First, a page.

All visitors to Beartooth Basin must be evaluated by ski area staff to ensure that they are able to safely ski the area, due to its challenging terrain. A ski area map can be found here, and our list matches the numbered order of the routes on the map.
This route is the shallowest of the expert-level routes. It is accessed from Poma lift 1. Zipper is relatively free of rock outcrops and is a good line for intermediate skiers and riders that want to get more experience on expert-level runs.
This expert route becomes a bit more challenging with a steeper slope and a good size rock outcropping on the right side of the route. Chute 1 is relatively wide, so skiers and riders that want to avoid the rock should stay closer to the lift. This route ends at the bottom of Poma 1 lift.
Access Battleship by traversing the summit from the top of the Poma 1 lift. Battleship is one of the more technical of the routes at Beartooth, with large rock outcrops midway down the route. This trail is a favorite of extreme skiers who enjoy catching air.
If you like narrow chute runs, this expert run will be your favorite. This narrow chute is accessible by hiking the summit dropping in off the cornice. Chute 4 is pretty steep to start but shallows out as you get towards the bottom.
Not for the faint of heart, or the hiking adverse, Nikky’s route is super steep (50% grade), and very technical. Look for rock outcrops along the full length of this route. Access Nikky’s by traversing the summit and dropping in before the cornice gets big.
If you like big drop-ins, this is the route for you. However, you’ll have to hike a ways to get there. White Wall is the furthest from the Poma 1 lift, so you’ll have to make an effort to get here.
However, after your hike, you can enjoy a wide-open, steep run that is made for speed and turns. The cornice is at its largest at this route so enjoy the fast start.
If you’re not into extreme skiing or riding, but still want to enjoy the fun of Beartooth Basin, then you’ll really enjoy Little Austria. This route is accessible by taking Poma 1 to the summit and starting your ride down Zipper. Little Austria is relatively shallow but offers plenty of space for wide turns and a bit of speed.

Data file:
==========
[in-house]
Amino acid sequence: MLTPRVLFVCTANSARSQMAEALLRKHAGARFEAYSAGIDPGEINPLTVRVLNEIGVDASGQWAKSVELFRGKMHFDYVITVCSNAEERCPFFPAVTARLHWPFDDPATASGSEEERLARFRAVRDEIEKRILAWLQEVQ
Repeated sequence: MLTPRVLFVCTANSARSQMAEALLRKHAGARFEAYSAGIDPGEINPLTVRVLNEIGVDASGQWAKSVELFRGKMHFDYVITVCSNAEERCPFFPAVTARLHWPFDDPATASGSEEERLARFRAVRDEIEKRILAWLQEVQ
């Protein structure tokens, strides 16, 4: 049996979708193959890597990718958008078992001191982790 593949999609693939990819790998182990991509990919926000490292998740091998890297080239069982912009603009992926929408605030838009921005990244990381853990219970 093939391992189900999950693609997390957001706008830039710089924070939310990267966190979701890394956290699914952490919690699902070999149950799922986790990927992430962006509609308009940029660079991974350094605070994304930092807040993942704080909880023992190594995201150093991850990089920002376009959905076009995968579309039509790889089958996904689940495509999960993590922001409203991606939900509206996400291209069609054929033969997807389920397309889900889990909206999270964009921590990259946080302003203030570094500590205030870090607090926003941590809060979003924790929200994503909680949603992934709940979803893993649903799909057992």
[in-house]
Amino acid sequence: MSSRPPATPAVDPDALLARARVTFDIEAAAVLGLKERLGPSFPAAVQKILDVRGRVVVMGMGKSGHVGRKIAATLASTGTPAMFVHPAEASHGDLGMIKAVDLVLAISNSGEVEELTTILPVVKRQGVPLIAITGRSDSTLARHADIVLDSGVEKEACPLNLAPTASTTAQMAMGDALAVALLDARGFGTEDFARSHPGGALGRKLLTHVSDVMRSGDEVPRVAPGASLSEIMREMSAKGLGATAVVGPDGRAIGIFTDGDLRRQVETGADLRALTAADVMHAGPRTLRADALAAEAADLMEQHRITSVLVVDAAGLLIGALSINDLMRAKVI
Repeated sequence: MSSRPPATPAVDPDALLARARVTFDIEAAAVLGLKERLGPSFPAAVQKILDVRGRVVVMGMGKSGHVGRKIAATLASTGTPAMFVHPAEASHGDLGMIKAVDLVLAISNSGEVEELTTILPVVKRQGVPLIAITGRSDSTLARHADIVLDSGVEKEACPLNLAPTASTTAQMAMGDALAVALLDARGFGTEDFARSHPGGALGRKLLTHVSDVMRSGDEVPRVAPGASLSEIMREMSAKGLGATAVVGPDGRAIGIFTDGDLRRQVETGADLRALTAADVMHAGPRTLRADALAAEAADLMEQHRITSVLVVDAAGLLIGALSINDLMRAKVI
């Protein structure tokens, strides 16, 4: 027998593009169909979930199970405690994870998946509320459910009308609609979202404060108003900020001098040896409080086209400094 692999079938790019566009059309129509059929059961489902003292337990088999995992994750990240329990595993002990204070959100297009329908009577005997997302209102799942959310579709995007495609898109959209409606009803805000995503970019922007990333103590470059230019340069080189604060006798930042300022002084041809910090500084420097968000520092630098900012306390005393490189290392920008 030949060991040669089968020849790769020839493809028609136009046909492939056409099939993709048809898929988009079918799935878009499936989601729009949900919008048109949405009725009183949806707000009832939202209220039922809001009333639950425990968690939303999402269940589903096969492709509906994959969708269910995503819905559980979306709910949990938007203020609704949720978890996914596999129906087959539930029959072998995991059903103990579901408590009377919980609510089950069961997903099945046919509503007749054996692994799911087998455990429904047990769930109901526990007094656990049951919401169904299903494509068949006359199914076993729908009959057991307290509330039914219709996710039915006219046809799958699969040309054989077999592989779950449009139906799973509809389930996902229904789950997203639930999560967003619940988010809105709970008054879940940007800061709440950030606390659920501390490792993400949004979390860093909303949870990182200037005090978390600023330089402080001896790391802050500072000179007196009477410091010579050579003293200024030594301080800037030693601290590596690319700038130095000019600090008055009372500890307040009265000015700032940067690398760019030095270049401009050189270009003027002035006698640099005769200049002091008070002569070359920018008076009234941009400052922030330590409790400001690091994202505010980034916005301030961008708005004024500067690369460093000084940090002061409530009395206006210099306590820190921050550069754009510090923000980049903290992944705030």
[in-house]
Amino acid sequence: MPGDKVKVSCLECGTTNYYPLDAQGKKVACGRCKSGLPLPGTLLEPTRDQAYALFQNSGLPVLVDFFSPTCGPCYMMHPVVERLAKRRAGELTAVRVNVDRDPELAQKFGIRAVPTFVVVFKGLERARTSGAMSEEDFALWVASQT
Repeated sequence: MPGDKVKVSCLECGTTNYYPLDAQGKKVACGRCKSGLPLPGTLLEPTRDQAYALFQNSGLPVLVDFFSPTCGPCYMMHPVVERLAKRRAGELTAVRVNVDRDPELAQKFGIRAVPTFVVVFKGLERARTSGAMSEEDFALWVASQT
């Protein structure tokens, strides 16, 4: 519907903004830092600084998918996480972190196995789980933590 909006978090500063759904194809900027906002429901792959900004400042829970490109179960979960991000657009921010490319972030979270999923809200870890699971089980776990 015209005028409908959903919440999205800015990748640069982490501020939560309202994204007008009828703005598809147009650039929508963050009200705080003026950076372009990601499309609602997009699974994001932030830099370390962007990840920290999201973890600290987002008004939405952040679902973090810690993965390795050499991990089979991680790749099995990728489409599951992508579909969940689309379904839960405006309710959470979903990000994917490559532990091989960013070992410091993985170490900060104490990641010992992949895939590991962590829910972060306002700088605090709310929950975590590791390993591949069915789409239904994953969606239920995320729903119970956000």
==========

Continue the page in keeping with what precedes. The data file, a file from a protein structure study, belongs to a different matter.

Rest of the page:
Hit Lane 1 by taking Poma 2 to the middle of the hill. Running to the right of the lift Lane one is steep to start but flattens out a bit toward the bottom. Lane 1 is a bit narrow at the bottom, and you’ll find that it can be busy with other skiers/boarders wanting to hop on Poma 2.
Lane 2 runs down the left side of Poma 2 and is accessible from the top of Poma 2. You’ll start your run at the bottom of Chute 2 so expect this run to be a bit steeper at the start than either Little Austria or Lane 1. Lane 2 can be rough at the bottom but is wider than Lane 1 as you get back down to the Poma 2 base.
Big Air Park
For those that like to ride rails and have a bit of terrain park fun, Big Air Park has plenty to offer. The easiest way to get here, and to keep up speed is to take Poma 2 and traverse (carefully) across the bowl to the bottom of Nikky’s or White Wall. Big Air Park is one of the newest additions to Beartooth Basin.
Events at Beartooth Basin Ski
Because Beartooth Basin is not your typical ski area, and because its season is so short, it is not the place to go if you’re looking for special events. The ski area does not host annual events or special ski/ride days like many other ski areas or resorts.
Likely, this is because the ski area is so small, and it does not have facilities such as a main lodge or nearby accommodations for hosting “typical” ski resort events.
However, the ski area does offer the opportunity for ski/board teams and groups to rent hill space for training or ski racing throughout the season.
Team coaches or group leaders can contact the ski area directly for more information about renting hill space, and available times.